We wanted to track a user through their lifecycle. To be able to capture information down to when they started reading, how quickly were they reading, where did they start reading, where did they stop reading. There was nothing off the shelf available to do this six, seven years ago. So we thought, let’s build it.
Initially, building it wasn’t too difficult. But the mistake we made was underestimating the effort to maintain that system and to update it based on our needs, to keep it state-of-the-art. To make sure that we can get value over a long period of time, we had to invest a lot of effort and continue to build and maintain that. We only looked at the upfront costs.
Nowadays if we wanted the same thing, there’d be a number of off-the-shelf solutions, so we wouldn’t have to build it. I think the lesson here is that if it’s something that’s readily available elsewhere, then we lean towards buying, because we want to build things that are unique differentiators for us. If we were to build then we’d have to maintain it. It adds to the operational burden over time, which is something that is going to continue to slow us down as we get bigger and bigger.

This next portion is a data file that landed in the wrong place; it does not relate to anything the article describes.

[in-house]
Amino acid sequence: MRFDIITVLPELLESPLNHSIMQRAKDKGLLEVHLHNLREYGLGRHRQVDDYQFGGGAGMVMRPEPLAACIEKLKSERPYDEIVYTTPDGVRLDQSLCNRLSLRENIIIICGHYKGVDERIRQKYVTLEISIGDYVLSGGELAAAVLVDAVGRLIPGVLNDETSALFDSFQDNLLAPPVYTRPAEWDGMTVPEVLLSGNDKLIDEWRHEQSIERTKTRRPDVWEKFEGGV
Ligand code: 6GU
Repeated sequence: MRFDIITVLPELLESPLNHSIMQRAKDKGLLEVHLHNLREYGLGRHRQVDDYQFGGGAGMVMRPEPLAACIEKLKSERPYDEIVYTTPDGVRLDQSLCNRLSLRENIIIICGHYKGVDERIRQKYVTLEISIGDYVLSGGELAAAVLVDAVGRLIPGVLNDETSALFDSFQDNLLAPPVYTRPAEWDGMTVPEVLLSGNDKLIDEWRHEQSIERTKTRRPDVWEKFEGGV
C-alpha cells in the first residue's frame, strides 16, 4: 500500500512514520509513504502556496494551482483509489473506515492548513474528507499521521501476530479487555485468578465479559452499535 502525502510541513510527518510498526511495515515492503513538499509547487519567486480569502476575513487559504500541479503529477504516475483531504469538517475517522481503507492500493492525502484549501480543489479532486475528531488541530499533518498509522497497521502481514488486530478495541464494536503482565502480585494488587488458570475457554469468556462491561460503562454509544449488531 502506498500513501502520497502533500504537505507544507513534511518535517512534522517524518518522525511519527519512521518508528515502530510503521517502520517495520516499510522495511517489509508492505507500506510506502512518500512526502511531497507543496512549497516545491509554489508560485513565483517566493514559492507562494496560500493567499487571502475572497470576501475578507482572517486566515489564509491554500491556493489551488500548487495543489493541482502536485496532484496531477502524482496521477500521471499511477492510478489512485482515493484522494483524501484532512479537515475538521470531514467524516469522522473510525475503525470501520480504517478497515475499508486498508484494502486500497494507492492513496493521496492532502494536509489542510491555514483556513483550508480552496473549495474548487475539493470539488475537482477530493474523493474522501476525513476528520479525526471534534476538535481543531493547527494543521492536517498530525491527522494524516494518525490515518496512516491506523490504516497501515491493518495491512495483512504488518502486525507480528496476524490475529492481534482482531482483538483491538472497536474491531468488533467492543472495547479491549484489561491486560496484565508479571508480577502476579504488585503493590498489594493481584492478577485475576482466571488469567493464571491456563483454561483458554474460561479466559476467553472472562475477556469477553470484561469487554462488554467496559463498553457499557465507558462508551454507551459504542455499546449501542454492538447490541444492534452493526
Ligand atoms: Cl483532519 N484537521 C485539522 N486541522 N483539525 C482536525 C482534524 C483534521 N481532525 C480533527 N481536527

Beier: Technical leaders are responsible for building technology, but there’s actually a lot of other things going on. One of our engineers from Commit became a CTO at a startup, and he asked me about how to manage a board meeting. What do you do, what do you say? What are some of the lessons you’ve learned about responsibilities outside of your day-to-day role as tech leader, and how have you learned them?
Ivan: One thing I started doing just three or four years ago is connecting with a small group of tech founders. We get together and talk about our problems, these type of questions we’ve been talking about now: how to manage a team, how to manage strategic trade-offs, how to grow personally, how to talk to a board of directors. Things like that.